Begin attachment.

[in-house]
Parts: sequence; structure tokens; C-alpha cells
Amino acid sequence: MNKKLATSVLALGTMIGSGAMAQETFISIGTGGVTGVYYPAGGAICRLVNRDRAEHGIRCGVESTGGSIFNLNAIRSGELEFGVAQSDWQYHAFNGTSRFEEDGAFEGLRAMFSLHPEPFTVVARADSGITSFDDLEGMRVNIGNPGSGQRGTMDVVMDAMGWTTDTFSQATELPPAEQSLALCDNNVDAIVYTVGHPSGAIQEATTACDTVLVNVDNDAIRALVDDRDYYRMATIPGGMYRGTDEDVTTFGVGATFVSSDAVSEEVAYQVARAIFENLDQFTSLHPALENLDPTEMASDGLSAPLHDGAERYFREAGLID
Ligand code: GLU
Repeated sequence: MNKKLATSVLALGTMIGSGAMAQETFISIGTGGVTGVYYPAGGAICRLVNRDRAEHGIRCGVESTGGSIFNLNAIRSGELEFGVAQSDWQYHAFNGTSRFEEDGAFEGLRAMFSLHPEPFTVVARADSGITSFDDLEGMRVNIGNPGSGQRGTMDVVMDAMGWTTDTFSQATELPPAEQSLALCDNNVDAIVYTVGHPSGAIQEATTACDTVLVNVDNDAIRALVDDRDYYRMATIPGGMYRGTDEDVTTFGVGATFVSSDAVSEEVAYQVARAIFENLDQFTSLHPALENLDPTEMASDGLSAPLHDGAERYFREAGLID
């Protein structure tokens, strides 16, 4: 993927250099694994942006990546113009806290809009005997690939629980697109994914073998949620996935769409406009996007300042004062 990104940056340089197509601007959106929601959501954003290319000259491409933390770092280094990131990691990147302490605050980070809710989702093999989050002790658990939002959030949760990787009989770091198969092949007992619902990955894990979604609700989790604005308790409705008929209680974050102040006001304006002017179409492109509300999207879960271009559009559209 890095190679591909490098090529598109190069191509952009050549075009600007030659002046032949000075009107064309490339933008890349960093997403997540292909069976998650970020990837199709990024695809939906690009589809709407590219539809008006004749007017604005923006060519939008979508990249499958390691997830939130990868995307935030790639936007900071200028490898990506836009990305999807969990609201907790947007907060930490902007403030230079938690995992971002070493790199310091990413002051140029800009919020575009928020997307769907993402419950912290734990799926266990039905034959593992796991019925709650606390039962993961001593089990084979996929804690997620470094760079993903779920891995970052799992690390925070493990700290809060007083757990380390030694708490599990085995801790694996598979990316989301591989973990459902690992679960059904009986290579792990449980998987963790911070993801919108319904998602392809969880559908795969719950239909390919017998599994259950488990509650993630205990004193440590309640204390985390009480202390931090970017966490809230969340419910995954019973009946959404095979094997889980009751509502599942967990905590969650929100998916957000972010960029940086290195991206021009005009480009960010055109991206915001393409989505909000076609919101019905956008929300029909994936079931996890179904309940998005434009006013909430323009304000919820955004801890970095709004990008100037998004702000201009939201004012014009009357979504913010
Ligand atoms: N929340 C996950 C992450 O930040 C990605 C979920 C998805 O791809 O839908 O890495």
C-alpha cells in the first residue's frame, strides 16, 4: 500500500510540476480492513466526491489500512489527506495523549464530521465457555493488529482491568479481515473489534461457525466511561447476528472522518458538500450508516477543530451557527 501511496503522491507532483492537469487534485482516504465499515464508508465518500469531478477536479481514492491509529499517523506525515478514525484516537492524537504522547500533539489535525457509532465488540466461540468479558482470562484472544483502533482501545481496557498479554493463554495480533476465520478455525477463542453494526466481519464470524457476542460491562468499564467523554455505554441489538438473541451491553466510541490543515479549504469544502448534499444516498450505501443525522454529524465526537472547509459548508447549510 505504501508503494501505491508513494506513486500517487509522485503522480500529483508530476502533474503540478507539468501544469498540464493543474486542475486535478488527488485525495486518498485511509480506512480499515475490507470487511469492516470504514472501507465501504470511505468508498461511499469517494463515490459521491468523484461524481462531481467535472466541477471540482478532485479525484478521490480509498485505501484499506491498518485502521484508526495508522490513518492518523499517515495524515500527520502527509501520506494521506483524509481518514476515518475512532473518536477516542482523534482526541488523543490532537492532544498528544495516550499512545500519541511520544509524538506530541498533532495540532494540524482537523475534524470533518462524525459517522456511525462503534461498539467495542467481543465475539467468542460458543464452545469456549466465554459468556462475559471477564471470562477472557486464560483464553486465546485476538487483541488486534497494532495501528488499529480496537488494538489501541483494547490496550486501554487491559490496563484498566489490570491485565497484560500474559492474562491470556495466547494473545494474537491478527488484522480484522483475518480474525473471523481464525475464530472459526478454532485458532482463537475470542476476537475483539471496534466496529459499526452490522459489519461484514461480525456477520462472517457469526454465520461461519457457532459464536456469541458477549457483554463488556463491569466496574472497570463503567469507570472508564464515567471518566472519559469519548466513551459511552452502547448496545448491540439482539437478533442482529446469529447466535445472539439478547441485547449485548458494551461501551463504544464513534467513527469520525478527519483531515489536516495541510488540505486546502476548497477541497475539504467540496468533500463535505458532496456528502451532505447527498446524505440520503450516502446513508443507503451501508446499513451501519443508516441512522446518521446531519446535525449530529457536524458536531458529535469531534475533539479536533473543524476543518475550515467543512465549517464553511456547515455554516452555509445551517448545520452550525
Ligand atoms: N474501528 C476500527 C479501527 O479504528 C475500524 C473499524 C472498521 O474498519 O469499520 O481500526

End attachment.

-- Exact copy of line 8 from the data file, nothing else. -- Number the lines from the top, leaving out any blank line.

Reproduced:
C-alpha cells in the first residue's frame, strides 16, 4: 500500500510540476480492513466526491489500512489527506495523549464530521465457555493488529482491568479481515473489534461457525466511561447476528472522518458538500450508516477543530451557527 501511496503522491507532483492537469487534485482516504465499515464508508465518500469531478477536479481514492491509529499517523506525515478514525484516537492524537504522547500533539489535525457509532465488540466461540468479558482470562484472544483502533482501545481496557498479554493463554495480533476465520478455525477463542453494526466481519464470524457476542460491562468499564467523554455505554441489538438473541451491553466510541490543515479549504469544502448534499444516498450505501443525522454529524465526537472547509459548508447549510 505504501508503494501505491508513494506513486500517487509522485503522480500529483508530476502533474503540478507539468501544469498540464493543474486542475486535478488527488485525495486518498485511509480506512480499515475490507470487511469492516470504514472501507465501504470511505468508498461511499469517494463515490459521491468523484461524481462531481467535472466541477471540482478532485479525484478521490480509498485505501484499506491498518485502521484508526495508522490513518492518523499517515495524515500527520502527509501520506494521506483524509481518514476515518475512532473518536477516542482523534482526541488523543490532537492532544498528544495516550499512545500519541511520544509524538506530541498533532495540532494540524482537523475534524470533518462524525459517522456511525462503534461498539467495542467481543465475539467468542460458543464452545469456549466465554459468556462475559471477564471470562477472557486464560483464553486465546485476538487483541488486534497494532495501528488499529480496537488494538489501541483494547490496550486501554487491559490496563484498566489490570491485565497484560500474559492474562491470556495466547494473545494474537491478527488484522480484522483475518480474525473471523481464525475464530472459526478454532485458532482463537475470542476476537475483539471496534466496529459499526452490522459489519461484514461480525456477520462472517457469526454465520461461519457457532459464536456469541458477549457483554463488556463491569466496574472497570463503567469507570472508564464515567471518566472519559469519548466513551459511552452502547448496545448491540439482539437478533442482529446469529447466535445472539439478547441485547449485548458494551461501551463504544464513534467513527469520525478527519483531515489536516495541510488540505486546502476548497477541497475539504467540496468533500463535505458532496456528502451532505447527498446524505440520503450516502446513508443507503451501508446499513451501519443508516441512522446518521446531519446535525449530529457536524458536531458529535469531534475533539479536533473543524476543518475550515467543512465549517464553511456547515455554516452555509445551517448545520452550525